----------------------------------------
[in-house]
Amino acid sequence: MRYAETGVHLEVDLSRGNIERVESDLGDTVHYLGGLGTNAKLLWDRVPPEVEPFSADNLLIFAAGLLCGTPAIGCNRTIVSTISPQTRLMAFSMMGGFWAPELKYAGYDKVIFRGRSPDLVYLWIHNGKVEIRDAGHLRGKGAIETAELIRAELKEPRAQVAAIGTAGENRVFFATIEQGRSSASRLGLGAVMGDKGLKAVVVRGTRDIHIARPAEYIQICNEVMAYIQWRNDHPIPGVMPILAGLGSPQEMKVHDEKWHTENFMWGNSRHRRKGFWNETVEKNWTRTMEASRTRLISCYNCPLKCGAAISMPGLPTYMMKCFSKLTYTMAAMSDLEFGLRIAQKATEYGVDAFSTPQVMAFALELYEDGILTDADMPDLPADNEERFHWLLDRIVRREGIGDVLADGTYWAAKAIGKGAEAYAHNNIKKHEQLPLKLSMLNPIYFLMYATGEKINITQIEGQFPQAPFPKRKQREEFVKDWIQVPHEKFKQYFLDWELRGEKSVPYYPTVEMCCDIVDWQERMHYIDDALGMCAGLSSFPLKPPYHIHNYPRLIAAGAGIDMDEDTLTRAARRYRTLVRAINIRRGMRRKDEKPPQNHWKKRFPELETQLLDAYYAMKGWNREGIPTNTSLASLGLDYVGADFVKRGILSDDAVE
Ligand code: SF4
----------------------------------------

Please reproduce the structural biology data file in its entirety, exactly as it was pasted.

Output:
[in-house]
Amino acid sequence: MRYAETGVHLEVDLSRGNIERVESDLGDTVHYLGGLGTNAKLLWDRVPPEVEPFSADNLLIFAAGLLCGTPAIGCNRTIVSTISPQTRLMAFSMMGGFWAPELKYAGYDKVIFRGRSPDLVYLWIHNGKVEIRDAGHLRGKGAIETAELIRAELKEPRAQVAAIGTAGENRVFFATIEQGRSSASRLGLGAVMGDKGLKAVVVRGTRDIHIARPAEYIQICNEVMAYIQWRNDHPIPGVMPILAGLGSPQEMKVHDEKWHTENFMWGNSRHRRKGFWNETVEKNWTRTMEASRTRLISCYNCPLKCGAAISMPGLPTYMMKCFSKLTYTMAAMSDLEFGLRIAQKATEYGVDAFSTPQVMAFALELYEDGILTDADMPDLPADNEERFHWLLDRIVRREGIGDVLADGTYWAAKAIGKGAEAYAHNNIKKHEQLPLKLSMLNPIYFLMYATGEKINITQIEGQFPQAPFPKRKQREEFVKDWIQVPHEKFKQYFLDWELRGEKSVPYYPTVEMCCDIVDWQERMHYIDDALGMCAGLSSFPLKPPYHIHNYPRLIAAGAGIDMDEDTLTRAARRYRTLVRAINIRRGMRRKDEKPPQNHWKKRFPELETQLLDAYYAMKGWNREGIPTNTSLASLGLDYVGADFVKRGILSDDAVE
Ligand code: SF4